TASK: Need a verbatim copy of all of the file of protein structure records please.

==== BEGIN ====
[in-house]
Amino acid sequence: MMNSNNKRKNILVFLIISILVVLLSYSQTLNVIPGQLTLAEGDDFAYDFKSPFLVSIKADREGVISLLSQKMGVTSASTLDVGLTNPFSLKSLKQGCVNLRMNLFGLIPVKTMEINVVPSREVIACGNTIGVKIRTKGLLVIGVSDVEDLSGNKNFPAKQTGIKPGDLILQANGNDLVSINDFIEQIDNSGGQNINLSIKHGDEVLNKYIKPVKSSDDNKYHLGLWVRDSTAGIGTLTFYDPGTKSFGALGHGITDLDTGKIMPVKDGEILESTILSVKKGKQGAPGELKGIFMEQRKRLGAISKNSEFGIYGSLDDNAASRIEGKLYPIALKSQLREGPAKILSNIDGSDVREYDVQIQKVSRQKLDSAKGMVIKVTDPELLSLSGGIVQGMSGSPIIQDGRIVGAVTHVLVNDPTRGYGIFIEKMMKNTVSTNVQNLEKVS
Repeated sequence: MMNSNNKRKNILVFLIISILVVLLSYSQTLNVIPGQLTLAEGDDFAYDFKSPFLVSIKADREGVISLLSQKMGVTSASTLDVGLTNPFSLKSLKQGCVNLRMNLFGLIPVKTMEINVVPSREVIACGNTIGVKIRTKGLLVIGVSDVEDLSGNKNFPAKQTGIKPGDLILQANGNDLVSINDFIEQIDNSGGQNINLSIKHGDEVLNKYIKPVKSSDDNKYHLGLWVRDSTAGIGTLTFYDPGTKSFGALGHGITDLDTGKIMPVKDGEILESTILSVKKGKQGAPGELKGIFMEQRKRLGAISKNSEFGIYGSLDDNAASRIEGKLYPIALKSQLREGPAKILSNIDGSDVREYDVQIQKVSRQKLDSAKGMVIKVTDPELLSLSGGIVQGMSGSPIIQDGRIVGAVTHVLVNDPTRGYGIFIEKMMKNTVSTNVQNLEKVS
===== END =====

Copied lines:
[in-house]
Amino acid sequence: MMNSNNKRKNILVFLIISILVVLLSYSQTLNVIPGQLTLAEGDDFAYDFKSPFLVSIKADREGVISLLSQKMGVTSASTLDVGLTNPFSLKSLKQGCVNLRMNLFGLIPVKTMEINVVPSREVIACGNTIGVKIRTKGLLVIGVSDVEDLSGNKNFPAKQTGIKPGDLILQANGNDLVSINDFIEQIDNSGGQNINLSIKHGDEVLNKYIKPVKSSDDNKYHLGLWVRDSTAGIGTLTFYDPGTKSFGALGHGITDLDTGKIMPVKDGEILESTILSVKKGKQGAPGELKGIFMEQRKRLGAISKNSEFGIYGSLDDNAASRIEGKLYPIALKSQLREGPAKILSNIDGSDVREYDVQIQKVSRQKLDSAKGMVIKVTDPELLSLSGGIVQGMSGSPIIQDGRIVGAVTHVLVNDPTRGYGIFIEKMMKNTVSTNVQNLEKVS
Repeated sequence: MMNSNNKRKNILVFLIISILVVLLSYSQTLNVIPGQLTLAEGDDFAYDFKSPFLVSIKADREGVISLLSQKMGVTSASTLDVGLTNPFSLKSLKQGCVNLRMNLFGLIPVKTMEINVVPSREVIACGNTIGVKIRTKGLLVIGVSDVEDLSGNKNFPAKQTGIKPGDLILQANGNDLVSINDFIEQIDNSGGQNINLSIKHGDEVLNKYIKPVKSSDDNKYHLGLWVRDSTAGIGTLTFYDPGTKSFGALGHGITDLDTGKIMPVKDGEILESTILSVKKGKQGAPGELKGIFMEQRKRLGAISKNSEFGIYGSLDDNAASRIEGKLYPIALKSQLREGPAKILSNIDGSDVREYDVQIQKVSRQKLDSAKGMVIKVTDPELLSLSGGIVQGMSGSPIIQDGRIVGAVTHVLVNDPTRGYGIFIEKMMKNTVSTNVQNLEKVS